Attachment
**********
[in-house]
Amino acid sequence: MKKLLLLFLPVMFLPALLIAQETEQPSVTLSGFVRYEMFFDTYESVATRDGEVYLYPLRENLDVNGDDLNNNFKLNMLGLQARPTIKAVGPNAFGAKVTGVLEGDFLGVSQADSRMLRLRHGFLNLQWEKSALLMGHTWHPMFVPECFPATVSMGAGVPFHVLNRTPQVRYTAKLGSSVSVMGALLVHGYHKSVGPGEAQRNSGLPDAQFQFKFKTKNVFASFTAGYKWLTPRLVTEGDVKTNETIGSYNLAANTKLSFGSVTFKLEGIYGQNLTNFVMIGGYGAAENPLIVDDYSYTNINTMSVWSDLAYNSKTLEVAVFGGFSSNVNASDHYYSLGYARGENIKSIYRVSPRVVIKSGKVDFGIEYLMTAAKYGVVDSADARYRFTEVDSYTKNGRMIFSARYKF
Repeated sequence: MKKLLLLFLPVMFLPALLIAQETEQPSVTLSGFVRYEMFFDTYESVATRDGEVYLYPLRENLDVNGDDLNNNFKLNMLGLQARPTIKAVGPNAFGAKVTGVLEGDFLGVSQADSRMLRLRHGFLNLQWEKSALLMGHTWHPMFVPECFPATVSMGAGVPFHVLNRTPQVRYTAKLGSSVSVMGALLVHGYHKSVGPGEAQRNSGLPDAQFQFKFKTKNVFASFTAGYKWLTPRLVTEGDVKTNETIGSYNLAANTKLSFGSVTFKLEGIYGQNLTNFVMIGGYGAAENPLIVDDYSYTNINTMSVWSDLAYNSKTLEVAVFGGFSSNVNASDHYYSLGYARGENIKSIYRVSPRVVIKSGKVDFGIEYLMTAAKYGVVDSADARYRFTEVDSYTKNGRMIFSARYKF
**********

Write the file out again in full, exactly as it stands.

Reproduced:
[in-house]
Amino acid sequence: MKKLLLLFLPVMFLPALLIAQETEQPSVTLSGFVRYEMFFDTYESVATRDGEVYLYPLRENLDVNGDDLNNNFKLNMLGLQARPTIKAVGPNAFGAKVTGVLEGDFLGVSQADSRMLRLRHGFLNLQWEKSALLMGHTWHPMFVPECFPATVSMGAGVPFHVLNRTPQVRYTAKLGSSVSVMGALLVHGYHKSVGPGEAQRNSGLPDAQFQFKFKTKNVFASFTAGYKWLTPRLVTEGDVKTNETIGSYNLAANTKLSFGSVTFKLEGIYGQNLTNFVMIGGYGAAENPLIVDDYSYTNINTMSVWSDLAYNSKTLEVAVFGGFSSNVNASDHYYSLGYARGENIKSIYRVSPRVVIKSGKVDFGIEYLMTAAKYGVVDSADARYRFTEVDSYTKNGRMIFSARYKF
Repeated sequence: MKKLLLLFLPVMFLPALLIAQETEQPSVTLSGFVRYEMFFDTYESVATRDGEVYLYPLRENLDVNGDDLNNNFKLNMLGLQARPTIKAVGPNAFGAKVTGVLEGDFLGVSQADSRMLRLRHGFLNLQWEKSALLMGHTWHPMFVPECFPATVSMGAGVPFHVLNRTPQVRYTAKLGSSVSVMGALLVHGYHKSVGPGEAQRNSGLPDAQFQFKFKTKNVFASFTAGYKWLTPRLVTEGDVKTNETIGSYNLAANTKLSFGSVTFKLEGIYGQNLTNFVMIGGYGAAENPLIVDDYSYTNINTMSVWSDLAYNSKTLEVAVFGGFSSNVNASDHYYSLGYARGENIKSIYRVSPRVVIKSGKVDFGIEYLMTAAKYGVVDSADARYRFTEVDSYTKNGRMIFSARYKF